At a glance, it may seem obvious why microplastics are seen as such a threat to marine mammals. A stomach full of indigestible plastic can only be bad news for the health of an individual. The truth is however, that the majority of plastic swallowed by porpoises, and other marine mammals passes through the stomach, then the gut and intestines and is excreted (Philipp et al., 2021). Because the microplastics are made up of manmade chemicals, they cannot be broken down by most animals’ digestive system, and hence they aren’t absorbed into the animals tissue. So why then are microplastics a threat to porpoises if they pass straight through them?
Microplastics adsorb (hold on their surface) and concentrate persistent organic pollutants (POPs) which are known to be harmful to marine mammals (Andrady 2011). These POPs include compounds such as DDT (a formerly common pesticide) and PCBs (dielectric & coolant fluid) (Nelms et al., 2019), both of these compounds are known to cause major health concerns for marine mammals (Aguilar & Borrell 2005). Previous studies have shown these POPs to remain adsorbed to the plastic as it passes through the food chain (Athey et al., 2020), creating a major potential threat to the porpoise.
The science is still catching up to this, the most modern of threats to cetaceans. The truth is, we still don’t fully understand how microplastics affect cetaceans, while some studies have correlated microplastics with disease (Nelms et al., 2019), more recent work on harbour porpoises has linked increased microplastics with better nutritional status (Philipp et al., 2021). This makes sense in theory, because the porpoise are contaminated with microplastic through their food, so it makes sense that those who are able to eat more, contain more microplastic. However the results from this study also indicate that the microplastic is having no negative impact, at least on the ability to feed, of the harbour porpoise (Philipp et al., 2021). Regardless of the risks, with increased awareness, tighter regulations and ongoing scientific study of how these microplastics affect our wildlife, there is more than a glimmer of hope for Britain’s porpoises.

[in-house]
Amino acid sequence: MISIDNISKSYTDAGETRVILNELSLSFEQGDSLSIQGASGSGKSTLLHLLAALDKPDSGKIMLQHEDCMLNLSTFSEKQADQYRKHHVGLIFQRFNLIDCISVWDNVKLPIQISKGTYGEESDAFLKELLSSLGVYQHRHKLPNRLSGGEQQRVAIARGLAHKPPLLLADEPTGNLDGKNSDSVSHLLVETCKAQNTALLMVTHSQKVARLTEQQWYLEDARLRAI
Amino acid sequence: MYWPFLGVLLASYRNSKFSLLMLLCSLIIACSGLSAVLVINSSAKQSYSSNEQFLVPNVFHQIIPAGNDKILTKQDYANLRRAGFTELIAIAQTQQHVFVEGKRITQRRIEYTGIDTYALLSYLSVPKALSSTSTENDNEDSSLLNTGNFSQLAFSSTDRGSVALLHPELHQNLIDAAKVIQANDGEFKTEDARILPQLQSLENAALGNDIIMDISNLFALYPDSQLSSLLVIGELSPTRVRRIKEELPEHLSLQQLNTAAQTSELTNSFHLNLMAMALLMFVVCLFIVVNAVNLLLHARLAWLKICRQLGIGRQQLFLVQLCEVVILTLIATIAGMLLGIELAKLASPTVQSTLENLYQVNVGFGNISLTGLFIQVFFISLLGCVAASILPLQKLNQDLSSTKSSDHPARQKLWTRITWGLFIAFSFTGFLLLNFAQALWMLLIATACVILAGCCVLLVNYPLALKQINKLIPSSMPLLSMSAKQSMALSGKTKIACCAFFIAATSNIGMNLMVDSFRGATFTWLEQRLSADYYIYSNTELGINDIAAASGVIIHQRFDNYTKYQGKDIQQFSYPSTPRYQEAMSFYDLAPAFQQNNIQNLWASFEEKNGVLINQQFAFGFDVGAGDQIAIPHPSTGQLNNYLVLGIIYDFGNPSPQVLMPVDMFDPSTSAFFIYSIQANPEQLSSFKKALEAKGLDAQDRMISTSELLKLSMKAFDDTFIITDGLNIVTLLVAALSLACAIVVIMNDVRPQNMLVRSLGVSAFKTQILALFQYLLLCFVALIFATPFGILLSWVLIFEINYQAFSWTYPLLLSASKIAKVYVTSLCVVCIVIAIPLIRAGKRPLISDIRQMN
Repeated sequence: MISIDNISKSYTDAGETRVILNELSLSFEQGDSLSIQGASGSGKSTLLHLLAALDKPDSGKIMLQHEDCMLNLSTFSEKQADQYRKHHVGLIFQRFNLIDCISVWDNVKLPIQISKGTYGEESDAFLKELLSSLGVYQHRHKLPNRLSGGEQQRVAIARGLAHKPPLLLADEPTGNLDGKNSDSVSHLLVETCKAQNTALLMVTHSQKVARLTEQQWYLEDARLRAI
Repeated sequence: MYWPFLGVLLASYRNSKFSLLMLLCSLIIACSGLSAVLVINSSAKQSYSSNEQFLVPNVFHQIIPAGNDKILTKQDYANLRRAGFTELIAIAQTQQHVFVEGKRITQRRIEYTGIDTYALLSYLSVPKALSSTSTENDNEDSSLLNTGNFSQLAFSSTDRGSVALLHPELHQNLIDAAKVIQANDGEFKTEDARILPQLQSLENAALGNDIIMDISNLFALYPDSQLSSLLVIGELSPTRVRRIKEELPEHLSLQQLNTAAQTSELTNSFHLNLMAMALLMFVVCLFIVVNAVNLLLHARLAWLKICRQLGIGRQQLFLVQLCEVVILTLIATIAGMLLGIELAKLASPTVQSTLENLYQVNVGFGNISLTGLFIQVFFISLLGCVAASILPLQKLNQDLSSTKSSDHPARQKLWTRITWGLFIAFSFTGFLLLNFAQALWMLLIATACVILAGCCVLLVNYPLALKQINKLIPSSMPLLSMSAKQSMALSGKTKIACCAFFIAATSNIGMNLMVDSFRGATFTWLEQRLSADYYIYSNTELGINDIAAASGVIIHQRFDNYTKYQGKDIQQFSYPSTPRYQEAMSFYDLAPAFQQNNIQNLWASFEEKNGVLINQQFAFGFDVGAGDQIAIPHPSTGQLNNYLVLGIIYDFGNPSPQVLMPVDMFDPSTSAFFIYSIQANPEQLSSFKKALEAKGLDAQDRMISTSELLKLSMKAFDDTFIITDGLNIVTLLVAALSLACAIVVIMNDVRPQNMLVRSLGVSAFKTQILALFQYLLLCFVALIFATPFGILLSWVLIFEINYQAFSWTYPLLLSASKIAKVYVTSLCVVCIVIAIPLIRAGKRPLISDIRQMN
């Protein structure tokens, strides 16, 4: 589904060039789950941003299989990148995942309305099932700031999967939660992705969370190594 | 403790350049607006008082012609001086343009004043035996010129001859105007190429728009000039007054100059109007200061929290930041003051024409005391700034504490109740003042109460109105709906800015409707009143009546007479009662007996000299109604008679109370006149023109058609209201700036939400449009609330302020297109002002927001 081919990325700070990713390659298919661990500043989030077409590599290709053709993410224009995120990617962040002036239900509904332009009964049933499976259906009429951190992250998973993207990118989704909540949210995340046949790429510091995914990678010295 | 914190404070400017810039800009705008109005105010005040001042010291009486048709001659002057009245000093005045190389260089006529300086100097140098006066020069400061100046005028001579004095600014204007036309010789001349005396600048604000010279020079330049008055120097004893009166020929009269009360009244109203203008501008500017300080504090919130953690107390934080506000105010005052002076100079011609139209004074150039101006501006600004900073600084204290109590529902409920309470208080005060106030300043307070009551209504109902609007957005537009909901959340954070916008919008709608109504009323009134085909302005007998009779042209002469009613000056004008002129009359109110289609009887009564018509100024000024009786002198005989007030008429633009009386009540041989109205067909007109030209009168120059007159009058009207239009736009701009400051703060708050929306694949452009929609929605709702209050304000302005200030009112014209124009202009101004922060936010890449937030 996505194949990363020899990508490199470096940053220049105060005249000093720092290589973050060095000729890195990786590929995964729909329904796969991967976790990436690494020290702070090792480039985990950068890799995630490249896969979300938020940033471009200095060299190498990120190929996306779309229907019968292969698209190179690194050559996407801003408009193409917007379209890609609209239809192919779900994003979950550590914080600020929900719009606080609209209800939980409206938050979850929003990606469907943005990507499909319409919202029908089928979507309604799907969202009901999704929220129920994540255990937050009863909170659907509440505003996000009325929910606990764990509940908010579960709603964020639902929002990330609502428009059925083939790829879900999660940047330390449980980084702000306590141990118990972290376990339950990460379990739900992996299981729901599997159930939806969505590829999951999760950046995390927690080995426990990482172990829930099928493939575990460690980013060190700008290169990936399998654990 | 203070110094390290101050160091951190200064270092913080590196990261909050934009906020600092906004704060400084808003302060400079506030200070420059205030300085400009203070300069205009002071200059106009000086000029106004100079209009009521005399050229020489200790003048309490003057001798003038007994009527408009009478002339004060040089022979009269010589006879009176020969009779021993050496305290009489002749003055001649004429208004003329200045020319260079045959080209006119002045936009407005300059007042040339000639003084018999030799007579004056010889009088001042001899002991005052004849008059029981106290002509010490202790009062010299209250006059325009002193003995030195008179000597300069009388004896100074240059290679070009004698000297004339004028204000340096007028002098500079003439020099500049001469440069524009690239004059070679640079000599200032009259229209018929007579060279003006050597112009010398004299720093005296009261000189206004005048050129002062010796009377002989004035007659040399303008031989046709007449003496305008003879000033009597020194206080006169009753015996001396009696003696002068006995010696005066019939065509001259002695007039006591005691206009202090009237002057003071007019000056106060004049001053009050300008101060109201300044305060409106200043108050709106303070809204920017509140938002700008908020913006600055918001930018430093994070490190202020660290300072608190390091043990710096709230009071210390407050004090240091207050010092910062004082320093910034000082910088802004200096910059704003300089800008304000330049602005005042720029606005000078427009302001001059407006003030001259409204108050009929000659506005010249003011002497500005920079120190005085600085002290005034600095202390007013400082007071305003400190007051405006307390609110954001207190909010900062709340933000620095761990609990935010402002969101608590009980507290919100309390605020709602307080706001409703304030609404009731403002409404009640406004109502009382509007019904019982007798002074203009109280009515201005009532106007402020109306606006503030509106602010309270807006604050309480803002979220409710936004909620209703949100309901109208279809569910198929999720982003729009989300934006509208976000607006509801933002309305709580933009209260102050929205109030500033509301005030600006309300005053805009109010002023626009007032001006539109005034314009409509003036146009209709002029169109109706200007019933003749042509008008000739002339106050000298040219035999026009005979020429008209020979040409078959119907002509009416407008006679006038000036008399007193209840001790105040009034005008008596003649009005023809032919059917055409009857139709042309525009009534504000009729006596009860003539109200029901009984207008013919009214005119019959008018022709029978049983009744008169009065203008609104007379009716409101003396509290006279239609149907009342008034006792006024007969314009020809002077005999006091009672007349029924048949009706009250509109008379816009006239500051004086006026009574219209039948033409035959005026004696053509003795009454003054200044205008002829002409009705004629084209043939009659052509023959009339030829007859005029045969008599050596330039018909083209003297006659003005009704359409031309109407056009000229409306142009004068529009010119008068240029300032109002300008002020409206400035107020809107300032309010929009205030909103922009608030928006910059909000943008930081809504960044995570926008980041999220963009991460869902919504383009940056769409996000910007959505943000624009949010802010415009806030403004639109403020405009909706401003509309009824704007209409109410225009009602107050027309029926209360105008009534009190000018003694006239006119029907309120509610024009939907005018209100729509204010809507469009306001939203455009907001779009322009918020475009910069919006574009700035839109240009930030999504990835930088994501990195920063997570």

Written by Jay
Sea Watch Volunteer
Aguilar, A. and Borrell, A., 2005. DDT and PCB reduction in the western Mediterranean from 1987 to 2002, as shown by levels in striped dolphins (Stenella coeruleoalba). Marine environmental research, 59(4), pp.391-404.
Arso Civil, M., Quick, N.J., Cheney, B., Pirotta, E., Thompson, P.M. and Hammond, P.S., 2019. Changing distribution of the east coast of Scotland bottlenose dolphin population and the challenges of area‐based management. Aquatic Conservation: Marine and Freshwater Ecosystems, 29, pp.178-196.
Athey, S.N., Albotra, S.D., Gordon, C.A., Monteleone, B., Seaton, P., Andrady, A.L., Taylor, A.R. and Brander, S.M., 2020. Trophic transfer of microplastics in an estuarine food chain and the effects of a sorbed legacy pollutant. Limnology and Oceanography Letters, 5(1), pp.154-162.
Fossi, M.C., Coppola, D., Baini, M., Giannetti, M., Guerranti, C., Marsili, L., Panti, C., de Sabata, E. and Clò, S., 2014. Large filter feeding marine organisms as indicators of microplastic in the pelagic environment: the case studies of the Mediterranean basking shark (Cetorhinus maximus) and fin whale (Balaenoptera physalus). Marine environmental research, 100, pp.17-24.
Lusher, A.L., Welden, N.A., Sobral, P. and Cole, M., 2020. Sampling, isolating and identifying microplastics ingested by fish and invertebrates. Analysis of Nanoplastics and Microplastics in Food, pp.119-148.
Ory, N.C., Sobral, P., Ferreira, J.L. and Thiel, M., 2017. Amberstripe scad Decapterus muroadsi (Carangidae) fish ingest blue microplastics resembling their copepod prey along the coast of Rapa Nui (Easter Island) in the South Pacific subtropical gyre. Science of the Total Environment, 586, pp.430-437.
Philipp, C., Unger, B., Ehlers, S.M., Koop, J.H. and Siebert, U., 2021. First evidence of retrospective findings of microplastics in harbour porpoises (Phocoena phocoena) from German waters. Frontiers in Marine Science, 8, p.508.
Van Franeker, J.A., Rebolledo, E.L.B., Hesse, E., IJsseldijk, L.L., Kühn, S., Leopold, M. and Mielke, L., 2018. Plastic ingestion by harbour porpoises Phocoena phocoena in the Netherlands: Establishing a standardised method. Ambio, 47(4), pp.387-397.